Mohammed Said Abd al-Rahman

al-Mawla. He replaced Abu Bakr al-

Baghdadi, who was killed in a raid

by US special forces in October last

year.

Since June 2004, when the terror

group claimed to have established

the caliphate called Islamic State

of Iraq and Syria, more than 20,000

Christians have fled the northern

Iraqi city of Mosul alone. After the

caliphate faded away in 2017, not

more than 100 have returned.

Reine Hanna, director of the USbased

Assyrian Policy Institute, a

non-profit organization advocating

the rights of Iraqi minorities including

Assyrians and Yasidis, says there

is little incentive for Christians to return

because “people can’t work and

earn a living among ruins.”

The vast majority of Iraqi Christians

are indigenous Eastern Aramaic-speaking

ethnic Assyrians.

Iraq has been home to Christians

for some 2,000 years. Falling mostly

outside the ancient Roman Empire,

Iraqi Christians have their own

unique forms of worship, theology

and ancient liturgical rites that endure

to this day.

A boy looks out from a tent at the Kurdish-run al-Hol camp in the al-Hasakeh governorate in northeastern Syria, where families of

Islamic State foreign fighters are held.

Before the US-led invasion in

2003, Iraq housed 1.5 million Christians.

By 2014, shortly before the rise

of IS, more than 800,000 had fled to

Europe and the US.

The caliphate’s establishment

sent the few remaining Christians

packing, escaping the brutal regime

that asked them to pay a special

tax for non-believers or leave or be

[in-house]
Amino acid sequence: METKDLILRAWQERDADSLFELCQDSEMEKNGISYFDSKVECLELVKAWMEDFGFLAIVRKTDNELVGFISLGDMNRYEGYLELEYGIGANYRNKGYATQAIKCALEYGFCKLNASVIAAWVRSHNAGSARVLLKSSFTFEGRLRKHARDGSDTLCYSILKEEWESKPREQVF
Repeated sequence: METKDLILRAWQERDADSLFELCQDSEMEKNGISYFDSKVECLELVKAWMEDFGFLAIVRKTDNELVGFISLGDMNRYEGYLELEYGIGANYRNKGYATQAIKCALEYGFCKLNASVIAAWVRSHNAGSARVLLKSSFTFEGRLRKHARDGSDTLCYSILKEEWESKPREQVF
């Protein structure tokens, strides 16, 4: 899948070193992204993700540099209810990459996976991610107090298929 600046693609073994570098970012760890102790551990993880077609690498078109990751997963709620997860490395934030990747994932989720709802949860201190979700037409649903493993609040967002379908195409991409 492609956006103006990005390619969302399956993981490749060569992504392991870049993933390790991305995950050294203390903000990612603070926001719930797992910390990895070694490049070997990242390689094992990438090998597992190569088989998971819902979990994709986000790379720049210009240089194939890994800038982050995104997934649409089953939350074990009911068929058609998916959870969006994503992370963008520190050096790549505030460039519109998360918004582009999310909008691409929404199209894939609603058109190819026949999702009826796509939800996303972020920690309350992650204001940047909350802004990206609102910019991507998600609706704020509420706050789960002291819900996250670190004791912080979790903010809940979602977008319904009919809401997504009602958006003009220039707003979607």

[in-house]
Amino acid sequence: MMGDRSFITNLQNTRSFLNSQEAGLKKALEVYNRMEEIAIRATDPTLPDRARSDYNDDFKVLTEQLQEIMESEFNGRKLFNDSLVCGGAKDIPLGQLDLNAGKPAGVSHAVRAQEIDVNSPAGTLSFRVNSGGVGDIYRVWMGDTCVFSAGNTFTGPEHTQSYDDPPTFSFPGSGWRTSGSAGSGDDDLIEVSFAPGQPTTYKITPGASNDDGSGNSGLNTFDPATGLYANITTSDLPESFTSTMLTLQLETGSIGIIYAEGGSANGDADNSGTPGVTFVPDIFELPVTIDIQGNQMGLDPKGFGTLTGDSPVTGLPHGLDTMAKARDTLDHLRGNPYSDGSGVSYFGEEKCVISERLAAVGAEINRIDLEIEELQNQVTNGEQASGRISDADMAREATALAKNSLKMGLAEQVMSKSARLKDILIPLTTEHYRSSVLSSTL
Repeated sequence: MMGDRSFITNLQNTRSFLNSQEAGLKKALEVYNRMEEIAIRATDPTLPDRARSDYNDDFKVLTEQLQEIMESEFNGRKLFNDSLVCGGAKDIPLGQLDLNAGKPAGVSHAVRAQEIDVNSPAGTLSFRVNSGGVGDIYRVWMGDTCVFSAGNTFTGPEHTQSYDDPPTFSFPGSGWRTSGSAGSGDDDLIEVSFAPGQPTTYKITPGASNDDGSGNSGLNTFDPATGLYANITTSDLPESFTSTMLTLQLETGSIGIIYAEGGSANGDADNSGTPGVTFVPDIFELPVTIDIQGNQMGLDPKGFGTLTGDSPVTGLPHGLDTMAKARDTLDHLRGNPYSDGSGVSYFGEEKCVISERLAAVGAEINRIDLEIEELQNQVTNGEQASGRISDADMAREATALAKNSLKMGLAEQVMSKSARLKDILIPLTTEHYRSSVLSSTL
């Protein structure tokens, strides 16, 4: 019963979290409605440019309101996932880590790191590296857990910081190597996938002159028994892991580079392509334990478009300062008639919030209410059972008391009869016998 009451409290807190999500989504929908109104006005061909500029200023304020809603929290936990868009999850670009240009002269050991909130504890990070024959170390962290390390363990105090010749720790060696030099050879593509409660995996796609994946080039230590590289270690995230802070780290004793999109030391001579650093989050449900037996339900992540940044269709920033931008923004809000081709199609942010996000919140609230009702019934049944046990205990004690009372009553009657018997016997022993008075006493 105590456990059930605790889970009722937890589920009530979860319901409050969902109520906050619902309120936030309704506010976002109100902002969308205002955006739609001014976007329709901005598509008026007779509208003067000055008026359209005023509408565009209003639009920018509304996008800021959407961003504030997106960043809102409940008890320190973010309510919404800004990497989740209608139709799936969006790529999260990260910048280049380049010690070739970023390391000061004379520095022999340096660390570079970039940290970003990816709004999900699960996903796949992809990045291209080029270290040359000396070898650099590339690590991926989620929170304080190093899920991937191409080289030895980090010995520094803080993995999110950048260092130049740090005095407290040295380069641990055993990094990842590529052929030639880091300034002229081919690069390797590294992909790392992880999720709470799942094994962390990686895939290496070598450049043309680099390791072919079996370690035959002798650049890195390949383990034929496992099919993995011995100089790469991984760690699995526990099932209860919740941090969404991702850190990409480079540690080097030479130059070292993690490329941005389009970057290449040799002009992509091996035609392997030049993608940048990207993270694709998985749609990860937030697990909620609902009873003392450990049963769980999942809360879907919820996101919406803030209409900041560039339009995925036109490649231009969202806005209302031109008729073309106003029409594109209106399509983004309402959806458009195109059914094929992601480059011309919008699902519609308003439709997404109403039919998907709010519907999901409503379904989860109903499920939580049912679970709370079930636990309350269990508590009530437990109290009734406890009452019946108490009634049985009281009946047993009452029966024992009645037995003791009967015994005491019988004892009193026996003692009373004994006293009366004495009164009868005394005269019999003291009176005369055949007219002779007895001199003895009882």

killed. Nearly all chose to leave.

The territorial defeat of IS provided

a chance for Christians to return.

However, their homecoming

has not gathered steam due to the

remnants of Islamic terrorists, various

militias subscribing to the Shia

branch of Islam and an inefficient

Iraqi government.

The government’s measures at

reconciliation and reconstruction of

the country have been mostly cosmetic

and have failed to instill confidence

among minority communities.

International aid programs, started

after the US-led invasion, have

not reached anywhere due to rampant

corruption.

Prime Minister Mustafa Al-Kazemi

urged Iraqi Christian immigrants

to return home after he had a meeting

on Aug. 9 with Cardinal Louis

Raphael I. Sako, the head of the

Chaldean Catholic Church and the

Patriarch of Babylon.

“Iraq was a country for everyone,

and Christians are the original children

of the country,” the prime minister

said.

After attending the meeting, Curial

Bishop Basel Salim Yaldo said

that to keep “our faith alive, we need

to guarantee responses in terms of reconstruction